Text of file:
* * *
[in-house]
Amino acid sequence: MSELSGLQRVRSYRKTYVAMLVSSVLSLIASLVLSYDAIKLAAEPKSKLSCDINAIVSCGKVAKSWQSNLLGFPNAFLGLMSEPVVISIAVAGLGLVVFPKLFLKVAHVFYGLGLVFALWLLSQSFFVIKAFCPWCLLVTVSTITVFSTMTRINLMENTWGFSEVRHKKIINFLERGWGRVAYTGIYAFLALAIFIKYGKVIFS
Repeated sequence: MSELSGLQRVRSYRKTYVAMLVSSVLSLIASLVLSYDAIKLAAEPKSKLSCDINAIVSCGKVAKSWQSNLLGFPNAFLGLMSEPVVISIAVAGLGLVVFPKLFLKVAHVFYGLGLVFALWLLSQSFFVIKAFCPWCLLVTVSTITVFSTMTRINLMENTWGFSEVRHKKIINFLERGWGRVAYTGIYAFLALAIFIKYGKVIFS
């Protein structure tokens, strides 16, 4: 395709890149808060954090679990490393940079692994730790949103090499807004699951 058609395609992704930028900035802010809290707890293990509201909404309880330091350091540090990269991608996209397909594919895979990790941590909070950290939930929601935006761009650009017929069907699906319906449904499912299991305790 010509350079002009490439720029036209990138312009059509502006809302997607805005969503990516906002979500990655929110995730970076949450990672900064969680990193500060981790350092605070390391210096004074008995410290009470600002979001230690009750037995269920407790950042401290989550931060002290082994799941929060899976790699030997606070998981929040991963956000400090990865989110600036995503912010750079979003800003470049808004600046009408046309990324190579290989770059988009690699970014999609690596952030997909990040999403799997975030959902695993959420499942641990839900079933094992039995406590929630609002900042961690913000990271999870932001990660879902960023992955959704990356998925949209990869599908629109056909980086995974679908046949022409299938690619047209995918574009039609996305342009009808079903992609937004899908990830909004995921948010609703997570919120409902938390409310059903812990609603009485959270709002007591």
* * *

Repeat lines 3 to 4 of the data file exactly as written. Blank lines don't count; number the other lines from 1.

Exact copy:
Repeated sequence: MSELSGLQRVRSYRKTYVAMLVSSVLSLIASLVLSYDAIKLAAEPKSKLSCDINAIVSCGKVAKSWQSNLLGFPNAFLGLMSEPVVISIAVAGLGLVVFPKLFLKVAHVFYGLGLVFALWLLSQSFFVIKAFCPWCLLVTVSTITVFSTMTRINLMENTWGFSEVRHKKIINFLERGWGRVAYTGIYAFLALAIFIKYGKVIFS
């Protein structure tokens, strides 16, 4: 395709890149808060954090679990490393940079692994730790949103090499807004699951 058609395609992704930028900035802010809290707890293990509201909404309880330091350091540090990269991608996209397909594919895979990790941590909070950290939930929601935006761009650009017929069907699906319906449904499912299991305790 010509350079002009490439720029036209990138312009059509502006809302997607805005969503990516906002979500990655929110995730970076949450990672900064969680990193500060981790350092605070390391210096004074008995410290009470600002979001230690009750037995269920407790950042401290989550931060002290082994799941929060899976790699030997606070998981929040991963956000400090990865989110600036995503912010750079979003800003470049808004600046009408046309990324190579290989770059988009690699970014999609690596952030997909990040999403799997975030959902695993959420499942641990839900079933094992039995406590929630609002900042961690913000990271999870932001990660879902960023992955959704990356998925949209990869599908629109056909980086995974679908046949022409299938690619047209995918574009039609996305342009009808079903992609937004899908990830909004995921948010609703997570919120409902938390409310059903812990609603009485959270709002007591």